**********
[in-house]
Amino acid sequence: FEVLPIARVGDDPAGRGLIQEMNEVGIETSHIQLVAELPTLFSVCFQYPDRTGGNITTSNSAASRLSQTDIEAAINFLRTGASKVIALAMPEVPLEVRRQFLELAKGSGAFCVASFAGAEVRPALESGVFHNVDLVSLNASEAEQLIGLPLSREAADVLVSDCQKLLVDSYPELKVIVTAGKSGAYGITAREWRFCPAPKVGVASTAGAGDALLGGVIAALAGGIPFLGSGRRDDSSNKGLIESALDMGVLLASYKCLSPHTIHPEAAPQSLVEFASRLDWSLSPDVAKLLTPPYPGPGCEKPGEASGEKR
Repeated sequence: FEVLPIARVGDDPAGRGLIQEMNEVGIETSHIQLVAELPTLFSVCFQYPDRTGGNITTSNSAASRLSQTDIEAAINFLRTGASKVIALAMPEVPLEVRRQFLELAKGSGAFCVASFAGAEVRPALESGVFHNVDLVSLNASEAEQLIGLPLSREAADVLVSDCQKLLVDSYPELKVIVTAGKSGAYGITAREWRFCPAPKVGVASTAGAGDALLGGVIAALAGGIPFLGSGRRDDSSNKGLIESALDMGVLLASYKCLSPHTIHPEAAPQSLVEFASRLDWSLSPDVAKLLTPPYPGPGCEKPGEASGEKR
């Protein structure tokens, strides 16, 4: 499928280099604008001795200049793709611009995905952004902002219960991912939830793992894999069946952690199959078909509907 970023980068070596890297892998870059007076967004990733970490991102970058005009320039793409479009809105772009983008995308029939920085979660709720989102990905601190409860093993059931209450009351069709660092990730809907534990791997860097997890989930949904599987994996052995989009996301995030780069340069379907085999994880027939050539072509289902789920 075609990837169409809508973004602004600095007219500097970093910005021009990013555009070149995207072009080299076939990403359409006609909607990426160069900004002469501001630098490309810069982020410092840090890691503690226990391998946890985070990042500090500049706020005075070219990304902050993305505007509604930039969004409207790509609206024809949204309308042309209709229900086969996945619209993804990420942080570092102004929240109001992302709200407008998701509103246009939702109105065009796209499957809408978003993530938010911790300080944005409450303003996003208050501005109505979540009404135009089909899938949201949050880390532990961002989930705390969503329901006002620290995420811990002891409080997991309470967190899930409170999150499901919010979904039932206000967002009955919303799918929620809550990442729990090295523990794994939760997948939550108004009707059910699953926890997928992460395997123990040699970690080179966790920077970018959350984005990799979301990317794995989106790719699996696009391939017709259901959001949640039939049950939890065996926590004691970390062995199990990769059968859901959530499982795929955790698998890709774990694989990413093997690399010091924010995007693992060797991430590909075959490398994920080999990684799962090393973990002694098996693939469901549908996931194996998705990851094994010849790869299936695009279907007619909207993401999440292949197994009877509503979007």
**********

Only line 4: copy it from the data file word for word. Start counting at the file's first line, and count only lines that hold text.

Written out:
């Protein structure tokens, strides 16, 4: 499928280099604008001795200049793709611009995905952004902002219960991912939830793992894999069946952690199959078909509907 970023980068070596890297892998870059007076967004990733970490991102970058005009320039793409479009809105772009983008995308029939920085979660709720989102990905601190409860093993059931209450009351069709660092990730809907534990791997860097997890989930949904599987994996052995989009996301995030780069340069379907085999994880027939050539072509289902789920 075609990837169409809508973004602004600095007219500097970093910005021009990013555009070149995207072009080299076939990403359409006609909607990426160069900004002469501001630098490309810069982020410092840090890691503690226990391998946890985070990042500090500049706020005075070219990304902050993305505007509604930039969004409207790509609206024809949204309308042309209709229900086969996945619209993804990420942080570092102004929240109001992302709200407008998701509103246009939702109105065009796209499957809408978003993530938010911790300080944005409450303003996003208050501005109505979540009404135009089909899938949201949050880390532990961002989930705390969503329901006002620290995420811990002891409080997991309470967190899930409170999150499901919010979904039932206000967002009955919303799918929620809550990442729990090295523990794994939760997948939550108004009707059910699953926890997928992460395997123990040699970690080179966790920077970018959350984005990799979301990317794995989106790719699996696009391939017709259901959001949640039939049950939890065996926590004691970390062995199990990769059968859901959530499982795929955790698998890709774990694989990413093997690399010091924010995007693992060797991430590909075959490398994920080999990684799962090393973990002694098996693939469901549908996931194996998705990851094994010849790869299936695009279907007619909207993401999440292949197994009877509503979007």